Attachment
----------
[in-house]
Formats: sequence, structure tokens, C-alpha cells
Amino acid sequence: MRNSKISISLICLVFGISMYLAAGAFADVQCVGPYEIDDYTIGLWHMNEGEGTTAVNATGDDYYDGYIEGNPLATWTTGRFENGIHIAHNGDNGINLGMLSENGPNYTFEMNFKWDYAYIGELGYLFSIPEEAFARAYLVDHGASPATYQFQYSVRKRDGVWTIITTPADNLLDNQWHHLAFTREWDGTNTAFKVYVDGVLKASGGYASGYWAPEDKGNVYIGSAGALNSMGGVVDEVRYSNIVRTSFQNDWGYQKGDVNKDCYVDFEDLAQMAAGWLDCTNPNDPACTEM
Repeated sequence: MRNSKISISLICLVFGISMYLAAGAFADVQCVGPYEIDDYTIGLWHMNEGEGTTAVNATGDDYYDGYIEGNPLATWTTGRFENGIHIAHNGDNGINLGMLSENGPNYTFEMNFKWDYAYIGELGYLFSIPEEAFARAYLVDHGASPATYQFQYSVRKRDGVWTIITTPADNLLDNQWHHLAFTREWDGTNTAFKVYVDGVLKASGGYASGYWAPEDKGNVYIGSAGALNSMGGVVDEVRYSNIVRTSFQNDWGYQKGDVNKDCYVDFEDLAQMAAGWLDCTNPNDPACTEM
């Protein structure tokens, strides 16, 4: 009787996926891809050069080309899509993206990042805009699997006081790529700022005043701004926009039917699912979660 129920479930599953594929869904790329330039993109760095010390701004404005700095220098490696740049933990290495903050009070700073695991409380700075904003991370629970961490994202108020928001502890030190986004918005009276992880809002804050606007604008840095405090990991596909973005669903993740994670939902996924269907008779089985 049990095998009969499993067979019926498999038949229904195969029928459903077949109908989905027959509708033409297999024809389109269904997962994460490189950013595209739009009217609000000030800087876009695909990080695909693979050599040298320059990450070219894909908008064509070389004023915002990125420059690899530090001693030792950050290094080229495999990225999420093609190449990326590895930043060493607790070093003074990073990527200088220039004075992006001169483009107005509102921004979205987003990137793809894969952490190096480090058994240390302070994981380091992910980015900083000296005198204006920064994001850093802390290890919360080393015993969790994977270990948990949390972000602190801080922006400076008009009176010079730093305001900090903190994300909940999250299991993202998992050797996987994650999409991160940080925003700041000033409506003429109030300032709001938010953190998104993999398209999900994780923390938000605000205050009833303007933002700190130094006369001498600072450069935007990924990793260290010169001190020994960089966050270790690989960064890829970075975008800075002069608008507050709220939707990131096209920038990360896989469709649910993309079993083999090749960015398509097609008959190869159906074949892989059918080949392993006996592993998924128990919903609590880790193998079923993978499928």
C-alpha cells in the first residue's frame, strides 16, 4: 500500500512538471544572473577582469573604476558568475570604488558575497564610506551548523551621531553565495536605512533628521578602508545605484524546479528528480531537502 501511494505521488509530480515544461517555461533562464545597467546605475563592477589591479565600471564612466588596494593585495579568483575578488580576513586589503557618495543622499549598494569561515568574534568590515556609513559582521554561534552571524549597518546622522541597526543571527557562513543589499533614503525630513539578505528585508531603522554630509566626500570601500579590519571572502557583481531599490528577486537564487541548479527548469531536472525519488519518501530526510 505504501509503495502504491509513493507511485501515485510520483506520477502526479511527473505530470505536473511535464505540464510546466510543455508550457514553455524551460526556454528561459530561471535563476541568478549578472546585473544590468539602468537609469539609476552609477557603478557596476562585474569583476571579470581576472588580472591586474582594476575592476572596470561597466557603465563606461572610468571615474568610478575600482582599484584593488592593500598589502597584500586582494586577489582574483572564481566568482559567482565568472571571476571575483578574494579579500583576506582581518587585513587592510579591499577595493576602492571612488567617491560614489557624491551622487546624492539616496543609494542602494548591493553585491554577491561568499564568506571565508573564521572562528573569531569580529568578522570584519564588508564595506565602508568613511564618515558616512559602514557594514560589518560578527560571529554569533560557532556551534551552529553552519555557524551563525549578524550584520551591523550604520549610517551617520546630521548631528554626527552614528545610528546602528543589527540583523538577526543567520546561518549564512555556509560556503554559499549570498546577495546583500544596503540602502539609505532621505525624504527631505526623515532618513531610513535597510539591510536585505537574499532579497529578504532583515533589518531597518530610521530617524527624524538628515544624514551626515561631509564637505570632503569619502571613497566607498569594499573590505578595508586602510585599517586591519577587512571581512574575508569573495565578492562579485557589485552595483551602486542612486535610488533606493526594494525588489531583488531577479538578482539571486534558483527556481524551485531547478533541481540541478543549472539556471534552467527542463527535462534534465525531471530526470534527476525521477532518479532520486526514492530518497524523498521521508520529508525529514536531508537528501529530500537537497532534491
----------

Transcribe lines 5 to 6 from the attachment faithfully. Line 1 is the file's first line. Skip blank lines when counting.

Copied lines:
């Protein structure tokens, strides 16, 4: 009787996926891809050069080309899509993206990042805009699997006081790529700022005043701004926009039917699912979660 129920479930599953594929869904790329330039993109760095010390701004404005700095220098490696740049933990290495903050009070700073695991409380700075904003991370629970961490994202108020928001502890030190986004918005009276992880809002804050606007604008840095405090990991596909973005669903993740994670939902996924269907008779089985 049990095998009969499993067979019926498999038949229904195969029928459903077949109908989905027959509708033409297999024809389109269904997962994460490189950013595209739009009217609000000030800087876009695909990080695909693979050599040298320059990450070219894909908008064509070389004023915002990125420059690899530090001693030792950050290094080229495999990225999420093609190449990326590895930043060493607790070093003074990073990527200088220039004075992006001169483009107005509102921004979205987003990137793809894969952490190096480090058994240390302070994981380091992910980015900083000296005198204006920064994001850093802390290890919360080393015993969790994977270990948990949390972000602190801080922006400076008009009176010079730093305001900090903190994300909940999250299991993202998992050797996987994650999409991160940080925003700041000033409506003429109030300032709001938010953190998104993999398209999900994780923390938000605000205050009833303007933002700190130094006369001498600072450069935007990924990793260290010169001190020994960089966050270790690989960064890829970075975008800075002069608008507050709220939707990131096209920038990360896989469709649910993309079993083999090749960015398509097609008959190869159906074949892989059918080949392993006996592993998924128990919903609590880790193998079923993978499928």
C-alpha cells in the first residue's frame, strides 16, 4: 500500500512538471544572473577582469573604476558568475570604488558575497564610506551548523551621531553565495536605512533628521578602508545605484524546479528528480531537502 501511494505521488509530480515544461517555461533562464545597467546605475563592477589591479565600471564612466588596494593585495579568483575578488580576513586589503557618495543622499549598494569561515568574534568590515556609513559582521554561534552571524549597518546622522541597526543571527557562513543589499533614503525630513539578505528585508531603522554630509566626500570601500579590519571572502557583481531599490528577486537564487541548479527548469531536472525519488519518501530526510 505504501509503495502504491509513493507511485501515485510520483506520477502526479511527473505530470505536473511535464505540464510546466510543455508550457514553455524551460526556454528561459530561471535563476541568478549578472546585473544590468539602468537609469539609476552609477557603478557596476562585474569583476571579470581576472588580472591586474582594476575592476572596470561597466557603465563606461572610468571615474568610478575600482582599484584593488592593500598589502597584500586582494586577489582574483572564481566568482559567482565568472571571476571575483578574494579579500583576506582581518587585513587592510579591499577595493576602492571612488567617491560614489557624491551622487546624492539616496543609494542602494548591493553585491554577491561568499564568506571565508573564521572562528573569531569580529568578522570584519564588508564595506565602508568613511564618515558616512559602514557594514560589518560578527560571529554569533560557532556551534551552529553552519555557524551563525549578524550584520551591523550604520549610517551617520546630521548631528554626527552614528545610528546602528543589527540583523538577526543567520546561518549564512555556509560556503554559499549570498546577495546583500544596503540602502539609505532621505525624504527631505526623515532618513531610513535597510539591510536585505537574499532579497529578504532583515533589518531597518530610521530617524527624524538628515544624514551626515561631509564637505570632503569619502571613497566607498569594499573590505578595508586602510585599517586591519577587512571581512574575508569573495565578492562579485557589485552595483551602486542612486535610488533606493526594494525588489531583488531577479538578482539571486534558483527556481524551485531547478533541481540541478543549472539556471534552467527542463527535462534534465525531471530526470534527476525521477532518479532520486526514492530518497524523498521521508520529508525529514536531508537528501529530500537537497532534491